NBC Washington reports that a convicted felon who was released from prison earlier this year stabbed a woman to death in Washington, D.C., on Friday.
Per the outlet:
A Virginia woman was killed Friday after a man entered a Washington, D.C., hotel room and stabbed her more than 20 times, police and court documents say.
The suspect has been identified as 31-year-old Christy Bautista of Harrisonburg, Virginia. Bautista, at the time of her stabbing, was visiting D.C. in order to attend a concert.
Less than one hour after checking into the Ivy City Hotel on New York Avenue NE, she was stabbed.
The man accused of committing the stabbing is 43-year-old George Sydnor.
Police arrived at the scene of the crime to find Sydnor inside Bautista's hotel room covered in blood. Police, at the scene, also found a large kitchen knife with a piece missing. The broken piece ended up being found in Syndor's pocket.
Sydnor was arrested and charged with first-degree murder. He has already made his first court appearance, and he has pled not guilty.
Currently, Sydnor is being held in jail without bond. It turns out that Sydnor has a criminal history.
The New York Post reports:
While the suspect was held without bail following the Monday court appearance, he was previously released in January before he was sentenced following the attempted robbery plea, the Washington Post reported. Additionally, he was awaiting trial on another larceny charge in Prince George’s County in Maryland and made one court date after his release from jail. But over the last few months, he skipped out on court dates in both places and authorities had sought warrants for his arrest . . .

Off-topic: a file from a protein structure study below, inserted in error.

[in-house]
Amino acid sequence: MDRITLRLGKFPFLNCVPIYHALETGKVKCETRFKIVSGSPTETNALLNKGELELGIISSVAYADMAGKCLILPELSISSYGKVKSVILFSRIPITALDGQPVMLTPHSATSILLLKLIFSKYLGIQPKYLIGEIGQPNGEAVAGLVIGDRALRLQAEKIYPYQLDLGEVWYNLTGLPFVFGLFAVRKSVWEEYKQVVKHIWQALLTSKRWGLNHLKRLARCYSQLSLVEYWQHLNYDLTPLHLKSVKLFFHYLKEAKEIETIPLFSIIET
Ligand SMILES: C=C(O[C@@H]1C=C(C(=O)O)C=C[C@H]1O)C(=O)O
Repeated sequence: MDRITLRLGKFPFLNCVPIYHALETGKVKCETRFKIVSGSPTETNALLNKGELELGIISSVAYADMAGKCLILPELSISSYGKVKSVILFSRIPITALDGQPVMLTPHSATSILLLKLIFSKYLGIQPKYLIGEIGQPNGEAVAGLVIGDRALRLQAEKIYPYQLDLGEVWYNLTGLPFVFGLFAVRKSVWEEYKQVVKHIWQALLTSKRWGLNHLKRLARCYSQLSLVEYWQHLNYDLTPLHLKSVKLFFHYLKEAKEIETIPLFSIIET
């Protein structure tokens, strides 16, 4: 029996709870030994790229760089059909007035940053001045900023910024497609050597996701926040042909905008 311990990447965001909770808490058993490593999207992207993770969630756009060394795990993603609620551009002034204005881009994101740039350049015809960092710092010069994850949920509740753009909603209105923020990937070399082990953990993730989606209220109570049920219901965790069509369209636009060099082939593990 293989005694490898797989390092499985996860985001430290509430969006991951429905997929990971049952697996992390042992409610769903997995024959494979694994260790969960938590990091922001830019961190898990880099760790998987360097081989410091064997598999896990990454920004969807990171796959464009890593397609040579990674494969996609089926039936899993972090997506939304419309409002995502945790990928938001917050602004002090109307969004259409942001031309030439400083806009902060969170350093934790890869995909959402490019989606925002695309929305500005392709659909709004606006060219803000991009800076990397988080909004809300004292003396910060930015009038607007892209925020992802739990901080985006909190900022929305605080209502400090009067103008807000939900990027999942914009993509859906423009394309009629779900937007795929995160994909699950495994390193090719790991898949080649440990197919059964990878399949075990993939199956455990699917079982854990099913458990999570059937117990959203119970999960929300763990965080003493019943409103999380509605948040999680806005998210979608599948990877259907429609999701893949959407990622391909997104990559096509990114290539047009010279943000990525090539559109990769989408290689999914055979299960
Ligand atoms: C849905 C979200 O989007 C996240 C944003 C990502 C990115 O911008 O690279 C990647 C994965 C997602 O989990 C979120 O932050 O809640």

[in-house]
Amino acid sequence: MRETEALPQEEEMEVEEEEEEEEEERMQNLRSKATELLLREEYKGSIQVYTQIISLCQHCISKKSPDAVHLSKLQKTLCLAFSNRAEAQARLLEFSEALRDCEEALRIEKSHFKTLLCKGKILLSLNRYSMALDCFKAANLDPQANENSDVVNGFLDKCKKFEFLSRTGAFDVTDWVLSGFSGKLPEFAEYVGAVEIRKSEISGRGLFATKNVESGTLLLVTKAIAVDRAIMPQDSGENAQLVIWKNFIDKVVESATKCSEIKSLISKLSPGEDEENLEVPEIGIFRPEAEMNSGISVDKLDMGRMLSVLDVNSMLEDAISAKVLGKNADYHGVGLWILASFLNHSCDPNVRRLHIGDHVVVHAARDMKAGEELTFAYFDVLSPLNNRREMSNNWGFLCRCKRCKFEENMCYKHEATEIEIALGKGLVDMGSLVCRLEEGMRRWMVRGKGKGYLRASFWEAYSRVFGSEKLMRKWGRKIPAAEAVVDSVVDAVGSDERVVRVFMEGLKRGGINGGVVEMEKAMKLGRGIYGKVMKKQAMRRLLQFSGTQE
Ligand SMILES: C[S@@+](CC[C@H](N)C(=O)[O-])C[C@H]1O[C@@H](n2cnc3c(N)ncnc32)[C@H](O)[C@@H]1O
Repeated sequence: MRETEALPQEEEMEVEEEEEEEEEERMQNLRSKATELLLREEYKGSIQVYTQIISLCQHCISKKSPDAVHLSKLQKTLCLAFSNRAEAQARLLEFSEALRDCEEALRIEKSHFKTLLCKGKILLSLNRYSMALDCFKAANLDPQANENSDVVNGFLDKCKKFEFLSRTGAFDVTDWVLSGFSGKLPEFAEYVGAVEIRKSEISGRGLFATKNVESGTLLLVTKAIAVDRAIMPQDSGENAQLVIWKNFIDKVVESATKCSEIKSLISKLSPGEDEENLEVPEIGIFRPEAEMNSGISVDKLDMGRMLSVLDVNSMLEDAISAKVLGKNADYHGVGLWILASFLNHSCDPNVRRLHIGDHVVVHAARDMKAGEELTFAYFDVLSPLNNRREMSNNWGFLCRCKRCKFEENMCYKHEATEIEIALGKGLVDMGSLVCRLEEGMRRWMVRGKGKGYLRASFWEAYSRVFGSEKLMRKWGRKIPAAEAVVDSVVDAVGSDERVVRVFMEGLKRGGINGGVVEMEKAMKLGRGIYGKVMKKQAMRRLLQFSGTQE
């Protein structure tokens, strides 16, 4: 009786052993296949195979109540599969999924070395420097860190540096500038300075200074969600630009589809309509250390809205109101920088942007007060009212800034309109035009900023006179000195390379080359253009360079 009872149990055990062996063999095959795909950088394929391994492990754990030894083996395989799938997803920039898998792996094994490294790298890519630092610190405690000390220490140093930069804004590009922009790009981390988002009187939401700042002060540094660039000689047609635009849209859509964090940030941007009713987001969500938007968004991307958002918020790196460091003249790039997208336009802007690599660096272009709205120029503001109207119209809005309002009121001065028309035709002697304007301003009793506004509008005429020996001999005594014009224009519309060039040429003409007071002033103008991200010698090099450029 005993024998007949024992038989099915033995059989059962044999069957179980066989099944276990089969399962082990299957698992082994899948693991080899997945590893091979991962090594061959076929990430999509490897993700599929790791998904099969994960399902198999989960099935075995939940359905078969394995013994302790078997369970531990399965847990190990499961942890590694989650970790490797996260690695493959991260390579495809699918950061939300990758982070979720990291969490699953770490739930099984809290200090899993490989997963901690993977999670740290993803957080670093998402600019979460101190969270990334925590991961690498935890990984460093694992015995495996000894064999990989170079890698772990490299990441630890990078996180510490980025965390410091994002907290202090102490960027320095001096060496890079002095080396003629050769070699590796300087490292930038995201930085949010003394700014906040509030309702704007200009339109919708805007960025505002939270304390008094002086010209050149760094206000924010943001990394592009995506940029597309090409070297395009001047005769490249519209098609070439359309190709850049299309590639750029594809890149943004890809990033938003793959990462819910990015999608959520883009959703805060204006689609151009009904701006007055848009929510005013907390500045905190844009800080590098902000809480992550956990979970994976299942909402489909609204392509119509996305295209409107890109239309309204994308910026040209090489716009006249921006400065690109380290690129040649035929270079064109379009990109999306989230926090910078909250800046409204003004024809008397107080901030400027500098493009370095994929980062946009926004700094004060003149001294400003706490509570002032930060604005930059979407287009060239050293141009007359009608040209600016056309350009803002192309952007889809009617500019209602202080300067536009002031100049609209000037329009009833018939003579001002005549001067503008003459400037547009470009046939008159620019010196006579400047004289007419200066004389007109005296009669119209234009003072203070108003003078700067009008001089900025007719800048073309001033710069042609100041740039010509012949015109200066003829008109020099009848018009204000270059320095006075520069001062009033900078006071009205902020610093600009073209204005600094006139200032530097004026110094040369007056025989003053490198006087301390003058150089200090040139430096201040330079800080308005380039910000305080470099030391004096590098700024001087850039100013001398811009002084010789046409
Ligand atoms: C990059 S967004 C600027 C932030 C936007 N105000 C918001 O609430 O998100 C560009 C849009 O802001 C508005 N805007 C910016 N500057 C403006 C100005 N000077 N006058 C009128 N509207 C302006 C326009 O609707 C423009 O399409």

Virginia Attorney General Jason Miyares (R) recently sent a letter to Washington, D.C., Mayor Muriel Bowser and D.C. City Council in which he alleged that they are responsible for a "crime explosion" in D.C.
"Washington, D.C., is dealing with a crime explosion. Actions speak louder than words — and the only actionable items taken by Washington D.C. leadership have been ways to lessen criminal penalties, further fostering an environment for criminal activity," Miyares writes.
He adds, "there is no deterrent for illegal behavior in Washington, D.C., as these repeat offenders know they will either not be charged or let back on the streets in no time."
The stabbing of Bautista would appear to be a case in point.
Miyares, on Friday, said:
She did what a lot of Virginians do. They go into the District to enjoy the best of the arts and the theater. She was there to just see a concert. She was there not even an hour and she was murdered by a total stranger. And to find out that this individual had already been arrested for armed robbery and he got out on bond in which another murder took place. It was just heartbreaking to see what had happened.